#async #mock #smol


Mockable time for use in async runtimes (smol compatibility)

3 releases (breaking)

0.2.0 Jan 22, 2024
0.1.0 Feb 19, 2023
0.0.1 Jan 11, 2023

#390 in Asynchronous

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178 downloads per month

MIT license

229 lines


Asynchronous time mocking for the smol runtime based on async-time-mock-core, inspired by the approach described in Mocking Time In Async Rust.

NOTE: This library is still in it's infancy, the API is still likely to change (read: improve). Please leave your feedback and suggestions on GitHub.

ALSO NOTE: This currently implements an API that looks more like from the tokio runtime instead of smol's Timer API. This might change in the future.

Cargo features

  • mock: Enable the mock clock. If you only enable this in tests, this library turns into a thin wrapper around async-std's time functions.
  • stream: Implement futures_core::stream::Stream for Interval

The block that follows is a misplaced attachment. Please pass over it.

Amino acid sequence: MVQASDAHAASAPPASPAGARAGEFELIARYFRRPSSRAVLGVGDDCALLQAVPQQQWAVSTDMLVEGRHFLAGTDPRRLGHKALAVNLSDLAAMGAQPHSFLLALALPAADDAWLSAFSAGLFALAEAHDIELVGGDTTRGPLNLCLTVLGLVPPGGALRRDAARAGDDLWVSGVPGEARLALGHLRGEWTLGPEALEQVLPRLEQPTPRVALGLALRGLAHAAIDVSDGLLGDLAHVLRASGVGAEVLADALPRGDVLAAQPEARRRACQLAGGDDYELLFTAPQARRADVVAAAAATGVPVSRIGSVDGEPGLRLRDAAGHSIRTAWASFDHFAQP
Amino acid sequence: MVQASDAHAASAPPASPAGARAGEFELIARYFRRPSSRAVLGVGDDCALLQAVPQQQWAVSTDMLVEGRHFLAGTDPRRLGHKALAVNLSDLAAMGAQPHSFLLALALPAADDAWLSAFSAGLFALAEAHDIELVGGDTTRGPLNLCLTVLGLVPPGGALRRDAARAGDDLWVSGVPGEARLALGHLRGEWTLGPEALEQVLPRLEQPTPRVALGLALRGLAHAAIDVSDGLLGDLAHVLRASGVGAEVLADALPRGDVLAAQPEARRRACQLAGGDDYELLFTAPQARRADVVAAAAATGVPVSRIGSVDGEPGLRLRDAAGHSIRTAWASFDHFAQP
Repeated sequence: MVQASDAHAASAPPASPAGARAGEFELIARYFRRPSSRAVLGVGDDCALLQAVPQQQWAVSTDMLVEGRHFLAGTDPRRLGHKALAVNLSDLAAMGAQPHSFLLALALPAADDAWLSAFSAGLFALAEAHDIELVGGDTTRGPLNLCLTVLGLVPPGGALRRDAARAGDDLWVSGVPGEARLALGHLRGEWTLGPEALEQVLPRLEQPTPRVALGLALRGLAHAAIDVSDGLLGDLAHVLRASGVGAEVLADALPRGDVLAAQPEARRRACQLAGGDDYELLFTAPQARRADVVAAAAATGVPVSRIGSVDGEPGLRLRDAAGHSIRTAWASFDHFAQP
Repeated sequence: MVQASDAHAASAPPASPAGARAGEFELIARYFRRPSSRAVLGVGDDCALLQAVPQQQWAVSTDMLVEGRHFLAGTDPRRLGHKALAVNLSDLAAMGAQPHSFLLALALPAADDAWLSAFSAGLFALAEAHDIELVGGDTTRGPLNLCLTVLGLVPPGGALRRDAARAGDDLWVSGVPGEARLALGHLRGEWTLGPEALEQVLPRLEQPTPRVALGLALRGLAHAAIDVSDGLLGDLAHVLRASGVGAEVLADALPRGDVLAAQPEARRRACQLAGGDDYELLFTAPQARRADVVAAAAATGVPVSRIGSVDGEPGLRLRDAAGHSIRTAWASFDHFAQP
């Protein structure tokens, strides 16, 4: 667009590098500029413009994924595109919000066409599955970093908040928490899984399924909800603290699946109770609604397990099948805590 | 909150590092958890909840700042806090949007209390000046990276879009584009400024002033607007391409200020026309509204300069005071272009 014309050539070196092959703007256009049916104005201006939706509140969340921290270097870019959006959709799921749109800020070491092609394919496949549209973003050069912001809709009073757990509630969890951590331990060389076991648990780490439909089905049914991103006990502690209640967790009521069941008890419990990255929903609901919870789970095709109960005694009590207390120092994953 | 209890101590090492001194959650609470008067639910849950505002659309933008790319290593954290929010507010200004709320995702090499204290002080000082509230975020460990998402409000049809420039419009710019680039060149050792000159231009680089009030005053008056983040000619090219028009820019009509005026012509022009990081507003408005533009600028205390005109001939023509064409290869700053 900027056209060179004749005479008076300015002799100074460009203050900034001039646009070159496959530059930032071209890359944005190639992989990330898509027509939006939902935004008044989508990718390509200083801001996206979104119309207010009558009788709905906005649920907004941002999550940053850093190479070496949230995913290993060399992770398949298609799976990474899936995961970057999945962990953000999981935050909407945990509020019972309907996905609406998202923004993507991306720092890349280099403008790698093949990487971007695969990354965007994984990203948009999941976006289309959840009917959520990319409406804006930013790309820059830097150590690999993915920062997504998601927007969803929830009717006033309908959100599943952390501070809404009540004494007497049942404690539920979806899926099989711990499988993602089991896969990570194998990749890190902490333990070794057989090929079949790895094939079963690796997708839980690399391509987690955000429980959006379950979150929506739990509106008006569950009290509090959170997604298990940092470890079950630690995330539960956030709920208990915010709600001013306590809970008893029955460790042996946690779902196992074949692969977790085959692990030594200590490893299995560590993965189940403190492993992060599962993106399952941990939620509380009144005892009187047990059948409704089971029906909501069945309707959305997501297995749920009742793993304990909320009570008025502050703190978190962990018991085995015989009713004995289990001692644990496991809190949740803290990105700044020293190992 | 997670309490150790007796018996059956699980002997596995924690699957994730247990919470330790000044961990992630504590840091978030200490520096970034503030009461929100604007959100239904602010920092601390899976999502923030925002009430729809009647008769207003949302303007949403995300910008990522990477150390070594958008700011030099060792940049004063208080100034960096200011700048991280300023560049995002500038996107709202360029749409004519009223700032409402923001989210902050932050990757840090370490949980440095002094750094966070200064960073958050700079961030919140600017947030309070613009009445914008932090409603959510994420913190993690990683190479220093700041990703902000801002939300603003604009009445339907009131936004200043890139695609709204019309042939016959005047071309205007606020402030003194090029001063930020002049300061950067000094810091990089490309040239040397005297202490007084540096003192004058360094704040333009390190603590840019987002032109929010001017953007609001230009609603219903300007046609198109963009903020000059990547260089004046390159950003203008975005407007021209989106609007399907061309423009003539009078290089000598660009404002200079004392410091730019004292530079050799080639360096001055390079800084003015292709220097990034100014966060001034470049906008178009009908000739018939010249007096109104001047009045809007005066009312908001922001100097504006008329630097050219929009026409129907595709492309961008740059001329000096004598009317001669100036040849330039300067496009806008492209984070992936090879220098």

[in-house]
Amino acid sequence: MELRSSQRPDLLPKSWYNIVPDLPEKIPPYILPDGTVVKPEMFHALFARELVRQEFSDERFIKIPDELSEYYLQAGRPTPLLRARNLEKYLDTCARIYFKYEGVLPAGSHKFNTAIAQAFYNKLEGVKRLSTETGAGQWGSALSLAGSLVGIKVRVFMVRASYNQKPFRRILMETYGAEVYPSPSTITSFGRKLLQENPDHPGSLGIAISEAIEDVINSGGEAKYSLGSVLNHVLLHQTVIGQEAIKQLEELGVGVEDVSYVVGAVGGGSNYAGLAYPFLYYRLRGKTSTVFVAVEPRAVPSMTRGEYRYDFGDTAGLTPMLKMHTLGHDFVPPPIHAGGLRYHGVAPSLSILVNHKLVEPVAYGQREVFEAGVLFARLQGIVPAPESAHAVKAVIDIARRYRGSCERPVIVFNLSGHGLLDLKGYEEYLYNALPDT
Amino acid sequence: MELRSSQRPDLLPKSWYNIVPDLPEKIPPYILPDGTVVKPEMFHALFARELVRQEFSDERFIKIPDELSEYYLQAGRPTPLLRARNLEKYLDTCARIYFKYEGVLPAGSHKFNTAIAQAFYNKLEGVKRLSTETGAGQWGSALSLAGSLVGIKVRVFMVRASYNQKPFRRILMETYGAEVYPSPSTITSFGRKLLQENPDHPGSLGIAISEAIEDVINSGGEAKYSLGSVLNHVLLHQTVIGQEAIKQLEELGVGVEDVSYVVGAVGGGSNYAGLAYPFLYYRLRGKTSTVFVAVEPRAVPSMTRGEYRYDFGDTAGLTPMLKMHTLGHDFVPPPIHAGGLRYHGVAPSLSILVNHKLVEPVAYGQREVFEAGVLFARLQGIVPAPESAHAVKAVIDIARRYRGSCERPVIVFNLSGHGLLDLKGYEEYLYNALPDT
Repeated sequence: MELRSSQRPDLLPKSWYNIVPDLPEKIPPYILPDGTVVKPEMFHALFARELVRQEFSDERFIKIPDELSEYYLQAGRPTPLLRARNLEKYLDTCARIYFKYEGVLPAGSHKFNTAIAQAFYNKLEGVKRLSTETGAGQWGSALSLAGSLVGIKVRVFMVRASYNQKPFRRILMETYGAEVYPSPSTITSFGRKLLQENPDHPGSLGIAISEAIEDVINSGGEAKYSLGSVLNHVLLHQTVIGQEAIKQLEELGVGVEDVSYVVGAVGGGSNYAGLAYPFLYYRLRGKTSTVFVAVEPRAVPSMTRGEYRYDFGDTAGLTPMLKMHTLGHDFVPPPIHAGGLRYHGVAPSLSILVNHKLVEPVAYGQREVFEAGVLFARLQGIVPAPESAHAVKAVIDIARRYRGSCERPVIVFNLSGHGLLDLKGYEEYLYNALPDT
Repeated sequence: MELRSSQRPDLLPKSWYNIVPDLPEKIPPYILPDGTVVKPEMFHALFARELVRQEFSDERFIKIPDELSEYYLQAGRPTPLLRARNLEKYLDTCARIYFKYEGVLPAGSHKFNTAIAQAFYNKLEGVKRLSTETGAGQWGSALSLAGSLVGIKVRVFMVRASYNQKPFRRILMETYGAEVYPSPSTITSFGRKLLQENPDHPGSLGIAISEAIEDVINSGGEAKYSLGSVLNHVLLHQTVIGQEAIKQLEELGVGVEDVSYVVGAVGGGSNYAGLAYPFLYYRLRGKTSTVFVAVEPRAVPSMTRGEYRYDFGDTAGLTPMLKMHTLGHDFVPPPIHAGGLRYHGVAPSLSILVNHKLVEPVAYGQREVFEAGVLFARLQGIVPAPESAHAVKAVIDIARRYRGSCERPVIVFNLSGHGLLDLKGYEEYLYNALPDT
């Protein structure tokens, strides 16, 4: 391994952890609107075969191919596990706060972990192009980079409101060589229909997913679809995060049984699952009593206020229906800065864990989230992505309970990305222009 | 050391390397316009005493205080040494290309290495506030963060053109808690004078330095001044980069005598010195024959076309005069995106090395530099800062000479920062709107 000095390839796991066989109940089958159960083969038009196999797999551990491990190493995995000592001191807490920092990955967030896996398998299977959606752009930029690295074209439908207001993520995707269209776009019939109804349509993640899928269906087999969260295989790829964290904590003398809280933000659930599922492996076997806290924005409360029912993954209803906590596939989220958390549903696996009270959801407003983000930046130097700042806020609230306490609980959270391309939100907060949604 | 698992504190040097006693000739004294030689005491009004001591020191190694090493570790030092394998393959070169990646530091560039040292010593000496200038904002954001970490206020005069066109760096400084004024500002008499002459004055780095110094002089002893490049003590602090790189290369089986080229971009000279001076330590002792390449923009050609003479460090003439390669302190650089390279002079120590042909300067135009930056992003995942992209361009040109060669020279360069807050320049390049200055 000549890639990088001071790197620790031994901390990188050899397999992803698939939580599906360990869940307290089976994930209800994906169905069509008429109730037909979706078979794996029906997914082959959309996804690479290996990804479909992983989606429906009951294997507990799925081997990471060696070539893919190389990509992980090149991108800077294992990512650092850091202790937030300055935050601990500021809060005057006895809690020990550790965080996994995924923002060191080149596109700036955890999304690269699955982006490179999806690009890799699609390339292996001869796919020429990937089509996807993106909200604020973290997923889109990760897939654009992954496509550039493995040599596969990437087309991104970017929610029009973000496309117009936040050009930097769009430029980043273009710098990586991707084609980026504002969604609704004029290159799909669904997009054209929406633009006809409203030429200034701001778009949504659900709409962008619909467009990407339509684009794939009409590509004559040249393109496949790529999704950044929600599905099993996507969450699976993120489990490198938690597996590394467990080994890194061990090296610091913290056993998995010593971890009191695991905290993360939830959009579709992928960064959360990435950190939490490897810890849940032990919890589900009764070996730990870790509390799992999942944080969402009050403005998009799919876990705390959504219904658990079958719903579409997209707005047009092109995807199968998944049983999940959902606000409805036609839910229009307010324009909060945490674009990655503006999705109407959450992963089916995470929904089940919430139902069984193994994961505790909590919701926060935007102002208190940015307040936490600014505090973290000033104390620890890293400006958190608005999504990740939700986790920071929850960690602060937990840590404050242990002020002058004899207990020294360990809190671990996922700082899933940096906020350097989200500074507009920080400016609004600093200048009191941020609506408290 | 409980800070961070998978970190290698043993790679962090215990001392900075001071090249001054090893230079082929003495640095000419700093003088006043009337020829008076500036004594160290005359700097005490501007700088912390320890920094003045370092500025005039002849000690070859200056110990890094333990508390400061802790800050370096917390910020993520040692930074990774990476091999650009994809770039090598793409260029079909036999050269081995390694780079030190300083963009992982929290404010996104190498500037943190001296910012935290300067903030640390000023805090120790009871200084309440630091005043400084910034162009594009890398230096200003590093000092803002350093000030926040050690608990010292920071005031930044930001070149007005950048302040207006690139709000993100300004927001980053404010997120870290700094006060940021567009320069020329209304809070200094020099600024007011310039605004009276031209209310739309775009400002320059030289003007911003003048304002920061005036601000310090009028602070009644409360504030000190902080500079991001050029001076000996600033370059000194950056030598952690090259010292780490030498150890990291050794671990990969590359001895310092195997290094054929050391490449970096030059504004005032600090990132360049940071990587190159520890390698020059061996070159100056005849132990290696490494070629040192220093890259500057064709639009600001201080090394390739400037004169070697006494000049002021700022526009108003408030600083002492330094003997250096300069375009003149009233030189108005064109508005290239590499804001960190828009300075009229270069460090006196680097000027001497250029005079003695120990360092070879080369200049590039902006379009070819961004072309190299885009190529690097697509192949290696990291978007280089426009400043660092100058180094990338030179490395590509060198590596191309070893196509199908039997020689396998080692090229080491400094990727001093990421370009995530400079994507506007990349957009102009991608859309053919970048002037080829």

use async_time_mock_smol::MockableClock;
use std::{
	sync::atomic::{AtomicBool, Ordering},

static HAS_SLEPT: AtomicBool = AtomicBool::new(false);

async fn sleep(clock: MockableClock) {
	// Sleep is either mocked or a real smol::Timer::set_after, depending on which variant of `MockableClock` you pass in.
	let _guard = clock.sleep(Duration::from_secs(3600)).await;
	// Dropping this guard signifies that all the effects of the timer have finished.
	// This allows test code to wait until the condition to assert for has happened.

	println!("Slept for an hour");
	HAS_SLEPT.store(true, Ordering::SeqCst);

fn main() {
		async {
			let (clock, controller) = MockableClock::mock(); // In production, you can use MockableClock::Real instead


			assert!(!HAS_SLEPT.load(Ordering::SeqCst), "Timer won't trigger after just 10 minutes.");

			// advance_time will first trigger the sleep in the task above and then wait until the `_guard` was dropped.
			// This ensures that the task had enough time to actually set `HAS_SLEPT` to `true`.
			assert!(HAS_SLEPT.load(Ordering::SeqCst), "Timer has triggered after 1 hour.")


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